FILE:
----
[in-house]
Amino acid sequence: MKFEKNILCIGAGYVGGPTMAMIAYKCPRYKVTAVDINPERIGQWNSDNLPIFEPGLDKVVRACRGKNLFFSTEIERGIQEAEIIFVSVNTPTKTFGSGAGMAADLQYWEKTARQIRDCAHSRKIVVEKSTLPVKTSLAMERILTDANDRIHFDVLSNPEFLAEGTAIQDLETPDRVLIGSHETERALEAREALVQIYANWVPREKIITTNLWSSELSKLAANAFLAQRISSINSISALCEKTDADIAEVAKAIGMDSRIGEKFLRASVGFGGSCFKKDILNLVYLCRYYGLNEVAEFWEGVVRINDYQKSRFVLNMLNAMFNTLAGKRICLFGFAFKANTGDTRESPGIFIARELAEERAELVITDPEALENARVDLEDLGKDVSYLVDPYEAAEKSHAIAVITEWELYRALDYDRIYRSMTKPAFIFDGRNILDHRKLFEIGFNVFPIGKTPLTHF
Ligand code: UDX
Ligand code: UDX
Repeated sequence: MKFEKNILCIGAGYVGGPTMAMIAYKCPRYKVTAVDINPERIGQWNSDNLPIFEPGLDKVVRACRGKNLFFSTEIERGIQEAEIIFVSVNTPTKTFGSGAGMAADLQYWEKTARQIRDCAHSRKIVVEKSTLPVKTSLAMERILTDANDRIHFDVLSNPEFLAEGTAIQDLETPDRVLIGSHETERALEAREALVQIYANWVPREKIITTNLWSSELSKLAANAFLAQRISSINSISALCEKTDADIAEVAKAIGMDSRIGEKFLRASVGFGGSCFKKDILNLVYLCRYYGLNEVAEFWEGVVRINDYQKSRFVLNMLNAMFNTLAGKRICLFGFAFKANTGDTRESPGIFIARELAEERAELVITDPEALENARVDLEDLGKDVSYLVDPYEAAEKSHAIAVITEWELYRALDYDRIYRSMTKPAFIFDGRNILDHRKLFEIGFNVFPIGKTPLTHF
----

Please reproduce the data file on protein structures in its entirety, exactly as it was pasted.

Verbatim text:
[in-house]
Amino acid sequence: MKFEKNILCIGAGYVGGPTMAMIAYKCPRYKVTAVDINPERIGQWNSDNLPIFEPGLDKVVRACRGKNLFFSTEIERGIQEAEIIFVSVNTPTKTFGSGAGMAADLQYWEKTARQIRDCAHSRKIVVEKSTLPVKTSLAMERILTDANDRIHFDVLSNPEFLAEGTAIQDLETPDRVLIGSHETERALEAREALVQIYANWVPREKIITTNLWSSELSKLAANAFLAQRISSINSISALCEKTDADIAEVAKAIGMDSRIGEKFLRASVGFGGSCFKKDILNLVYLCRYYGLNEVAEFWEGVVRINDYQKSRFVLNMLNAMFNTLAGKRICLFGFAFKANTGDTRESPGIFIARELAEERAELVITDPEALENARVDLEDLGKDVSYLVDPYEAAEKSHAIAVITEWELYRALDYDRIYRSMTKPAFIFDGRNILDHRKLFEIGFNVFPIGKTPLTHF
Ligand code: UDX
Ligand code: UDX
Repeated sequence: MKFEKNILCIGAGYVGGPTMAMIAYKCPRYKVTAVDINPERIGQWNSDNLPIFEPGLDKVVRACRGKNLFFSTEIERGIQEAEIIFVSVNTPTKTFGSGAGMAADLQYWEKTARQIRDCAHSRKIVVEKSTLPVKTSLAMERILTDANDRIHFDVLSNPEFLAEGTAIQDLETPDRVLIGSHETERALEAREALVQIYANWVPREKIITTNLWSSELSKLAANAFLAQRISSINSISALCEKTDADIAEVAKAIGMDSRIGEKFLRASVGFGGSCFKKDILNLVYLCRYYGLNEVAEFWEGVVRINDYQKSRFVLNMLNAMFNTLAGKRICLFGFAFKANTGDTRESPGIFIARELAEERAELVITDPEALENARVDLEDLGKDVSYLVDPYEAAEKSHAIAVITEWELYRALDYDRIYRSMTKPAFIFDGRNILDHRKLFEIGFNVFPIGKTPLTHF